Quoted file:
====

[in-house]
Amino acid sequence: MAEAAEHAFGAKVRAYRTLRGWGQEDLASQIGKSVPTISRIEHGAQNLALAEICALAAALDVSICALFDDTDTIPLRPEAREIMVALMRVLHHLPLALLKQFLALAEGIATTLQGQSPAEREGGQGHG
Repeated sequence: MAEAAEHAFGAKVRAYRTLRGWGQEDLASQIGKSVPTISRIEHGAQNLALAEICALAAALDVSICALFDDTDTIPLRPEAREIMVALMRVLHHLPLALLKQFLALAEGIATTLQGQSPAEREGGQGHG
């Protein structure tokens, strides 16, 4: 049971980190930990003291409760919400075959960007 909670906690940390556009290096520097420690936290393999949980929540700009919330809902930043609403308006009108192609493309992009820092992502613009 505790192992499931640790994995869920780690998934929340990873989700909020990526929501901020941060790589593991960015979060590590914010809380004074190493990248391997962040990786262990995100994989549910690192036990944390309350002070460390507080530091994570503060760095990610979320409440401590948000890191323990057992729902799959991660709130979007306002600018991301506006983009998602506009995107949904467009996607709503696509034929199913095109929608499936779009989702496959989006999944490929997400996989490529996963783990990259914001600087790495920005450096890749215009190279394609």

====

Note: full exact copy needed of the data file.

[in-house]
Amino acid sequence: MAEAAEHAFGAKVRAYRTLRGWGQEDLASQIGKSVPTISRIEHGAQNLALAEICALAAALDVSICALFDDTDTIPLRPEAREIMVALMRVLHHLPLALLKQFLALAEGIATTLQGQSPAEREGGQGHG
Repeated sequence: MAEAAEHAFGAKVRAYRTLRGWGQEDLASQIGKSVPTISRIEHGAQNLALAEICALAAALDVSICALFDDTDTIPLRPEAREIMVALMRVLHHLPLALLKQFLALAEGIATTLQGQSPAEREGGQGHG
């Protein structure tokens, strides 16, 4: 049971980190930990003291409760919400075959960007 909670906690940390556009290096520097420690936290393999949980929540700009919330809902930043609403308006009108192609493309992009820092992502613009 505790192992499931640790994995869920780690998934929340990873989700909020990526929501901020941060790589593991960015979060590590914010809380004074190493990248391997962040990786262990995100994989549910690192036990944390309350002070460390507080530091994570503060760095990610979320409440401590948000890191323990057992729902799959991660709130979007306002600018991301506006983009998602506009995107949904467009996607709503696509034929199913095109929608499936779009989702496959989006999944490929997400996989490529996963783990990259914001600087790495920005450096890749215009190279394609």